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10 Crazy Facts About Birth Control

So you think you know contraception…

We’re all familiar with contraception (well, we sure hope so ladies!) and its most popular options. But did you know each boasts a rather intriguing backstory? Yes, we’re talking fun facts, and who the hell doesn’t love those? Below are 10 downright bizarre facts about contraception you won’t believe are true (but they bloody well are).

The Notebook GIF by National Women's Law Center

The pill is not the most effective method of contraception

Say what? Yes, you heard that right. In fact, it’s not even the second-most effective method. Topping the list of the 15 or so key birth control offerings is abstinence (tricked ya!). Second is sterilisation (again, rather obvious), then the IUD (the hormone-secreting Mirena is 99.9% while the copper IUD is 99.5%). Next in line is the Implanon rod, followed by The Pill (99% effective but only if taken correctly ie. every day). After the pill comes condoms, which fall victim to human error, breakage, etc.

Condoms were originally made from animal intestines

Sorry vegetarians! Condoms were originally made from the same material used to make sausage casings. However, they were rather porous so not very effective in preventing the spread of STIs. Back in the 1830s animal-based materials were replaced by a vulcanised rubber similar to car tyres. This rubber formula is how we got to the latex variations used today. 

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The first condoms were made from linen

Talking about condoms, we may as well discuss the first of their kind. It was the Ancient Egyptians who were behind the invention. Originally known as ‘penile sheaths’ (wow), they were made from linen to prevent both pregnancy and the spread of venereal infections. It’s safe to say that Cleopatra was seriously woke.

The pill was invented by a devout Catholic

Ironic, considering the Catholic Church has famously only ever endorsed the ‘rhythm method’, devout Catholic, Dr John Rock was the gynecologist behind The Pill. He believed that healthy sex lives can strengthen and lengthen marriages, as well as ease the financial burden of children for those who simply couldn’t afford them.

The Pill wasn’t the original oral contraceptive

Long before The Pill hit the market in the 1960s, there were a few distasteful methods of ingested birth control. Ancient Greeks ate pomegranate seeds believing it prevented pregnancy. They also ingested silphium, a now-extinct strain of fennel found along the coast of North Africa. But that was nothing compared to the Chinese who drank a warm concoction of mercury. While this may have prevented pregnancy, unfortunately, it tends to also lead to infertility and organ failure, if not death.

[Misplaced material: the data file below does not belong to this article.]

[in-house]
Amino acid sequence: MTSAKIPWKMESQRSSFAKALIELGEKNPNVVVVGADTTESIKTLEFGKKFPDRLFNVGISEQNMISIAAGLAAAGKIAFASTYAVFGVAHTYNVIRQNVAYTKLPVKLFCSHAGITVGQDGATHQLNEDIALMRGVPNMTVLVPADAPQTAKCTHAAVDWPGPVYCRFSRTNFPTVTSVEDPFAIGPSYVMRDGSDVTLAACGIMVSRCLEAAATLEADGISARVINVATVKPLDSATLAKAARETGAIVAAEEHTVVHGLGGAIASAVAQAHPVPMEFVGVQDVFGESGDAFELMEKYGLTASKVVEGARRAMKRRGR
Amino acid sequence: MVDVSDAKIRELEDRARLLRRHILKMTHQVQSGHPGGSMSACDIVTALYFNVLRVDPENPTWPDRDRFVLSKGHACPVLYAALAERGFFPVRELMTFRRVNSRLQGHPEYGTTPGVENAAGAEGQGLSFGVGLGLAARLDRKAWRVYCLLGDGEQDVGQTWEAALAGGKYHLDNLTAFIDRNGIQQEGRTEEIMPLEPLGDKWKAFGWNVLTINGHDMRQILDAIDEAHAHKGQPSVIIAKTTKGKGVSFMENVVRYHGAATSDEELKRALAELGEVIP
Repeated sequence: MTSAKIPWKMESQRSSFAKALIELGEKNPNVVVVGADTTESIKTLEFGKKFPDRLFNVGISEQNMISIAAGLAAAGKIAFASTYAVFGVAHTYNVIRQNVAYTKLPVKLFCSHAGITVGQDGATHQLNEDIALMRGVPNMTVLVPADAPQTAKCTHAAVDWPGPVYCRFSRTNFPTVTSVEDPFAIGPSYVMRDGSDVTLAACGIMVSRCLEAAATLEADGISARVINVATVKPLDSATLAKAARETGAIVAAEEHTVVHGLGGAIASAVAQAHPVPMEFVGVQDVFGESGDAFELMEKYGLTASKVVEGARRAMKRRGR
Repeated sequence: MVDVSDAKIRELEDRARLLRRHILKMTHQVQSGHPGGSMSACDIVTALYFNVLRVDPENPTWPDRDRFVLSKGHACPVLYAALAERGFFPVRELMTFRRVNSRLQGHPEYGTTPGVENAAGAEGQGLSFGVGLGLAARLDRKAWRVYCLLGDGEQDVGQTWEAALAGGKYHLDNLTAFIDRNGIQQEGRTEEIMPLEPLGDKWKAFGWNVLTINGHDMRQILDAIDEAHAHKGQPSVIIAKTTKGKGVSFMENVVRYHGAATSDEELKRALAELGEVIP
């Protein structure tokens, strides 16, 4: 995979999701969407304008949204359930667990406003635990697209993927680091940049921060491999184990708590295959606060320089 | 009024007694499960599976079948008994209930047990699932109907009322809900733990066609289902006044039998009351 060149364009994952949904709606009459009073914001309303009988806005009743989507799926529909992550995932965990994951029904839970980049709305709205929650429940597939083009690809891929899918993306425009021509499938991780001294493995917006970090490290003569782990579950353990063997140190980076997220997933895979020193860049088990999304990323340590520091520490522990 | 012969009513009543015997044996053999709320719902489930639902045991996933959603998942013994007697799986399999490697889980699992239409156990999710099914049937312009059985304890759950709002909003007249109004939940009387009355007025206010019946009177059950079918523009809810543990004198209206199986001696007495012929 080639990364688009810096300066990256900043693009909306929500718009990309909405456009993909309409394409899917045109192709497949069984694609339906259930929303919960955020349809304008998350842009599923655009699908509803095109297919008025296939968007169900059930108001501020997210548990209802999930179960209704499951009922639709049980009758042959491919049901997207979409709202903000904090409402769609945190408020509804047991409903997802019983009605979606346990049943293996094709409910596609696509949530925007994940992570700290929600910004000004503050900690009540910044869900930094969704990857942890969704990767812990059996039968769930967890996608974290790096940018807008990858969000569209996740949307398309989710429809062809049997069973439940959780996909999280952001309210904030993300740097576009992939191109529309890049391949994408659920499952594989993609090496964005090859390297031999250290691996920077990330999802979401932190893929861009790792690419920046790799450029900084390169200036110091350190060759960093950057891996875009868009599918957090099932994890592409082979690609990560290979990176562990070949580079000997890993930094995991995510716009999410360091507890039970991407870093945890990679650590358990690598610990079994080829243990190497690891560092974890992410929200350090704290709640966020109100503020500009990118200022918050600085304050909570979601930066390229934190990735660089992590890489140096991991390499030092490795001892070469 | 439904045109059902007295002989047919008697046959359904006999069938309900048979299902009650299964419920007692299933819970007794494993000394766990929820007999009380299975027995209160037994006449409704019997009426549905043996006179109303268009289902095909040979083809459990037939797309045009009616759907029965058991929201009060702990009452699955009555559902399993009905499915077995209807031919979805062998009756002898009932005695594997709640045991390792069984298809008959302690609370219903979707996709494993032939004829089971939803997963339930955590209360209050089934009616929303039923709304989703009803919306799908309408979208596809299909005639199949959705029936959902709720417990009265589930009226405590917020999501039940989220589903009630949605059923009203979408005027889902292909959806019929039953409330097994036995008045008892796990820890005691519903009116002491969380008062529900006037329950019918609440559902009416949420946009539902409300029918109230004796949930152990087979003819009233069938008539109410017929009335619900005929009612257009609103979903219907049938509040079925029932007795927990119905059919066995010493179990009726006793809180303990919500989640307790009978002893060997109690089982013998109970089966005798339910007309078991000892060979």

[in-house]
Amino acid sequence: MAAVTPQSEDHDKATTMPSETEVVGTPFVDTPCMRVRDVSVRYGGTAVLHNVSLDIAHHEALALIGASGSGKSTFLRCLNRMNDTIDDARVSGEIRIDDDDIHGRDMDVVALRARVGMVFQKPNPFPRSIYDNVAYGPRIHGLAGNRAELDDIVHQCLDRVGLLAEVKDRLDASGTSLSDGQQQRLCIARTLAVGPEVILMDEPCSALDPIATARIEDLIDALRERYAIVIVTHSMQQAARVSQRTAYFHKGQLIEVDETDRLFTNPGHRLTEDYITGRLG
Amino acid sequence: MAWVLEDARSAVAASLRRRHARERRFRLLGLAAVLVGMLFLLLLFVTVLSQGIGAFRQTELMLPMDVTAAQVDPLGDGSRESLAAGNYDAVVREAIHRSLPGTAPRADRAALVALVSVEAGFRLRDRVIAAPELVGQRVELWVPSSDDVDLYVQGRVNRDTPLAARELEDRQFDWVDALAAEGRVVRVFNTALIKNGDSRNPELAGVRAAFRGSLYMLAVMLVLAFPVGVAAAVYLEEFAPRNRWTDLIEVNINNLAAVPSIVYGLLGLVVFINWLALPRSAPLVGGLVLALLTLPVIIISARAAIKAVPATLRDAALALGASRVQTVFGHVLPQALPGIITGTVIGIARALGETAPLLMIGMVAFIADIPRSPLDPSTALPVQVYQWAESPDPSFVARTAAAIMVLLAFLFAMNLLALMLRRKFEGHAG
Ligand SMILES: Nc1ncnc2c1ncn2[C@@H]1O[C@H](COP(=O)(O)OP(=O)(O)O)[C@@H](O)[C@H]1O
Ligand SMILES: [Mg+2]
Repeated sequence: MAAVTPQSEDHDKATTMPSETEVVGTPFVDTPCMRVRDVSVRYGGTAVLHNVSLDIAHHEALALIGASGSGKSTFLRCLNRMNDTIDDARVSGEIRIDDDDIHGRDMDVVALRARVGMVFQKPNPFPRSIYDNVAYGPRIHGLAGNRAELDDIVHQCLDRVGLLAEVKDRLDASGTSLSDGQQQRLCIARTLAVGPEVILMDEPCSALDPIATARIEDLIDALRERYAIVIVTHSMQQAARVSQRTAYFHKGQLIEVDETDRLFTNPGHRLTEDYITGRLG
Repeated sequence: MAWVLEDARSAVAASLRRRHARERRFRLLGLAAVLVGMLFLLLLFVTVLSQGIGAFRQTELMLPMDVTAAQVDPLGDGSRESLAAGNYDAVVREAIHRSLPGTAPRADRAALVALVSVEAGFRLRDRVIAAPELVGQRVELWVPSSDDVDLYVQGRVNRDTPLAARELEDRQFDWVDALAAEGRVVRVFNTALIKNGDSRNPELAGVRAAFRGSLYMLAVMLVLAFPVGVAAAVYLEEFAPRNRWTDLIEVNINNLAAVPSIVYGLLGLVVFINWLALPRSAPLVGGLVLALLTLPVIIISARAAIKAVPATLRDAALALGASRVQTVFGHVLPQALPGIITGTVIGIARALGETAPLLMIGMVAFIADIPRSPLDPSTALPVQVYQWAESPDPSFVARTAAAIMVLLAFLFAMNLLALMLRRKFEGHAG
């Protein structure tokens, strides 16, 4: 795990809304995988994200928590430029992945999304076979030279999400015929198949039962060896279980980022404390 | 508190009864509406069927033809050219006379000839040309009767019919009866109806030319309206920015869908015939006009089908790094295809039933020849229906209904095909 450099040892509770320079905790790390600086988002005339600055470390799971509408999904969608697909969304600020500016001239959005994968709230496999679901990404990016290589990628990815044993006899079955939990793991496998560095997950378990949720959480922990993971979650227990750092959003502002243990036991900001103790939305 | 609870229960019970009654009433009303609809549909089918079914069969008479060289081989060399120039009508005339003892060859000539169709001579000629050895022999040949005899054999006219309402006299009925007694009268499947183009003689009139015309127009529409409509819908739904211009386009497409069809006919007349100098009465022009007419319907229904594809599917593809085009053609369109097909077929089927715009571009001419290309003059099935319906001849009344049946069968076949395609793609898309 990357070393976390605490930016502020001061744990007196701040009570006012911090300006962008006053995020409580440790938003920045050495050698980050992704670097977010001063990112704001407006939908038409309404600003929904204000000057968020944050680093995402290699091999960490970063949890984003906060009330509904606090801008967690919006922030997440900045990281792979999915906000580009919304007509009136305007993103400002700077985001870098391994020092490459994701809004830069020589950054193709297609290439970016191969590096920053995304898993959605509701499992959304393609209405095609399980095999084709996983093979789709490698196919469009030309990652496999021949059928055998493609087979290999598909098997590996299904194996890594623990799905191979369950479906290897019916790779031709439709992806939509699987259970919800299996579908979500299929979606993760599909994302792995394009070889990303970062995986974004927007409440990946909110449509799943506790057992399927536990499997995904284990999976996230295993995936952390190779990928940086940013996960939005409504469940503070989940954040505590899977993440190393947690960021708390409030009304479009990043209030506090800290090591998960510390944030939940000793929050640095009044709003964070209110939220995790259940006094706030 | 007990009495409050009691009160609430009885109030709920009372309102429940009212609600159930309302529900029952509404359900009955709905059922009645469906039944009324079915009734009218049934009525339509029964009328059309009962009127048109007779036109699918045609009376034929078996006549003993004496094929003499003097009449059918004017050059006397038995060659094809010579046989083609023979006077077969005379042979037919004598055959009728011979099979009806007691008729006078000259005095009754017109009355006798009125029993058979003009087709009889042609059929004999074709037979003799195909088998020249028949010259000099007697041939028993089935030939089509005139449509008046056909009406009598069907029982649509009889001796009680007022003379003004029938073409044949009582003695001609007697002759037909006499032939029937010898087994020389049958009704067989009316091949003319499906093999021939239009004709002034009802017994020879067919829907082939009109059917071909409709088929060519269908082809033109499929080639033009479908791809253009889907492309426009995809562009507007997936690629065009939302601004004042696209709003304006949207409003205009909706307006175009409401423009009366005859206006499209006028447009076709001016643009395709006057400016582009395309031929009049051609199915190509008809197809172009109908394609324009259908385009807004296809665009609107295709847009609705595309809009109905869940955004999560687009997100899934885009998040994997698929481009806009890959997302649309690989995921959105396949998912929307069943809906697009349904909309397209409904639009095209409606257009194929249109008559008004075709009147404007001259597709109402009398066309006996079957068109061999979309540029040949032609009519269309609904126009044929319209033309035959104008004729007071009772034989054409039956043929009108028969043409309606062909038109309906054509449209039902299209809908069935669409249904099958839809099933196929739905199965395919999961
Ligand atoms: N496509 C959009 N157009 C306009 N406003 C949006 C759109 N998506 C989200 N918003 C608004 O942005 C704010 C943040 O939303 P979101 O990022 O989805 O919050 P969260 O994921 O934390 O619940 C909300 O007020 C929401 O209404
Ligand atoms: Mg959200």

Cardi B Lemon GIF by Offset

Lemons were also popular

Not only a way to add a fresh twist to your salad, but half lemons were also inserted as a diaphragm-type device. This was obviously popular back in the 1700s when ladies were seriously limited when it came to birth control. While it’s true lemon is a spermicide (aka sperm killer), lemon acid can also be destructive to internal vaginal tissue (ouch). It is rumoured that the one-and-only Casanova was a fan.

There was also that time poo was an option

Gross, yes, and unfortunately also true. This wasn’t even limited to a single culture! The Ancient Egyptians and Mesopotamians would use crocodile poo as a base to make a pessary of sorts which would sit in the vagina block those good-for-nothing sperms. In Ancient India and the Middle East, they did the same but with elephant poo instead. I think we can all agree that this is most likely the least hygienic method of contraception out there.

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You should never keep condoms in your wallet

God knows where you’re meant to keep them, but condom manufacturers say keeping your condom in a wallet, (or back pocket for that matter) is a no-no. Why? Well because the proximity to the body heat can drastically weaken the latex of a condom meaning easier tears.

The birth control pill wasn’t originally approved for birth control

Rather, it was accepted as a valid antidote period pain. In 1957, when society was seriously conservative, The Pill landed on the market to address severe menstrual problems. The fact it prevented pregnancy was actually listed as a warning. Low and behold, within two years, many women were hoping to fall victim to this “side effect”.

Fail Maya Rudolph GIF by NETFLIX

The Pill affects your sense of smell

Research suggests taking the birth control pill can drastically change your preference in scent. And no we’re not just talking about what fragrance you like. Rather, hormones have the ability to alter our reception to pheromones. While looks play a part, so does someone’s natural musk. In good news, this means you can blame The Pill for your ex-boyfriend.

Fact checked by Sarah Bristow

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